My Wednesday evening twilight round was an unmitigated disaster. And a triumph.
From a swing standpoint, I don’t remember feeling so awkward. Nothing felt right. Even standing over the ball felt alien. I hit the ball fat. I hit it thin. I hooked. I hit shanks. I repeatedly found myself in the woods. Every hole was a struggle.
This was one of those rounds where players rage at the Golf Gods, throw clubs and threaten to quit the game. After two holes, I was headed to that dark place.
Then I remembered a piece of advice from Walter Hagen: Three bad shots and one good one equals par. Or in my case, four bad shots and one good one equals bogey.
And another bit of advice, from some unknown golf philosopher: The only thing that matters is getting the ball in the hole in as few strokes as possible.
And this: Play golf, not golf swing.
I decided that I was not going to let the game beat me. I would finish even if I had to chip and putt my way down the fairway.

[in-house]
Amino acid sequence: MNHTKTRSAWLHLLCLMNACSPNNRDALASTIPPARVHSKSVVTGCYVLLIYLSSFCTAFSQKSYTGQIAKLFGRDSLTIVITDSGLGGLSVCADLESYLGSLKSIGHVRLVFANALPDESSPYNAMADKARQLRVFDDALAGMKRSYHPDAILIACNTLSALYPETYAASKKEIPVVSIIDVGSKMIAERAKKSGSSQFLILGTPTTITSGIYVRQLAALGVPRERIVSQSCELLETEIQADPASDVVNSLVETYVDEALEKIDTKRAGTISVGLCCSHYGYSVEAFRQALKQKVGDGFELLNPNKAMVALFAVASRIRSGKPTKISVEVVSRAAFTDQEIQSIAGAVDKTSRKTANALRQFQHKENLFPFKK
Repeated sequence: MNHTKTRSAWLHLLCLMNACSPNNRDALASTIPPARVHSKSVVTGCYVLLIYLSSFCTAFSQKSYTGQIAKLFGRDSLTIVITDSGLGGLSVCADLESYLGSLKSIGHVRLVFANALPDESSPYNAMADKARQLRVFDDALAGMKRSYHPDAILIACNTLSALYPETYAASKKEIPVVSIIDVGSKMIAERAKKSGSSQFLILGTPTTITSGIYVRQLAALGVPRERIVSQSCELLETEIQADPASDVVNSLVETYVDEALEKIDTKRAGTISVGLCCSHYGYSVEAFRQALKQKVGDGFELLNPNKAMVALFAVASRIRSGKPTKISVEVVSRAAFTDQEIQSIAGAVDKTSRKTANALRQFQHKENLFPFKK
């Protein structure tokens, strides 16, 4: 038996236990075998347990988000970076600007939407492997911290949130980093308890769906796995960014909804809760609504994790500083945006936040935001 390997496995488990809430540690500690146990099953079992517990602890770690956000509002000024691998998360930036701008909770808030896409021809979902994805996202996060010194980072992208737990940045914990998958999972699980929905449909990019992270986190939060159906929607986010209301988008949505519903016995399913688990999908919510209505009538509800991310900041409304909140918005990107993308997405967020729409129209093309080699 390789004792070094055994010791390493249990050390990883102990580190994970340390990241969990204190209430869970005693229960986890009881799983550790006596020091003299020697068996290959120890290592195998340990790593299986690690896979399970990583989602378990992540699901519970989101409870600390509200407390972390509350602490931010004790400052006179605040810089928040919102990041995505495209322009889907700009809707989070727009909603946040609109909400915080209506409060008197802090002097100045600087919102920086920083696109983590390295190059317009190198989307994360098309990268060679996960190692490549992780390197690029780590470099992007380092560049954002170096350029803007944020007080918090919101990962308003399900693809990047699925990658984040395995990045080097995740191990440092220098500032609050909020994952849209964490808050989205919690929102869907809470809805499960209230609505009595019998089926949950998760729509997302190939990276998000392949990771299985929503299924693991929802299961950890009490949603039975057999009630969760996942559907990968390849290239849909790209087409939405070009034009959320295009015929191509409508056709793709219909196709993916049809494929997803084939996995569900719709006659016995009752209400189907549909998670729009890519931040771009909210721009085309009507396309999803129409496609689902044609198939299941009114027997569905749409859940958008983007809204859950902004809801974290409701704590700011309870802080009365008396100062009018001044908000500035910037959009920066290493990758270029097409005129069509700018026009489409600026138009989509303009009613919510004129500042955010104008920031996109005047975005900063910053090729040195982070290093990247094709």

In spite of feeling as though I had no business being on the course, with a bit of luck and tenacity, I managed to salvage par or bogey on fourteen holes
On the par four fifth, my tee shot hooked into the woods. An attempt at recovery hit a tree branch and landed me in a wilderness area in knee high rough. A wedge out left me sixty yards short. My pitch with an eight iron went into the hole. An undeserved par.
On the sixth, I hit a willow near the the green. That was actually a lucky break. The ball was headed out-of-bounds. From the base of the willow, I was able to pitch up to tap-in range.
On the eighth, I hit a hook short and behind a tree. I punched out and was still 200+ to the green. I chunked an attempt to lay up to 100. My mid-iron hit the green, but was still fifty feet from the hole. I sunk the putt.
On the fourteenth, I popped my drive left into the woods (see photo, above). Attempting a low stinger between tree trunks, I managed to hit an overhanging branch, which deflected my ball back into the fairway some twenty yards away. From there, I had 150 to the center of the green. I chunked my seven iron and left it forty yards short. I then pitched it up with an eight iron to within a ball width. Tap in. Bogey.
Based on my swing, I deserved a score of 100+. Given a bit of luck and tenacity, I finished with what is for me a respectable score.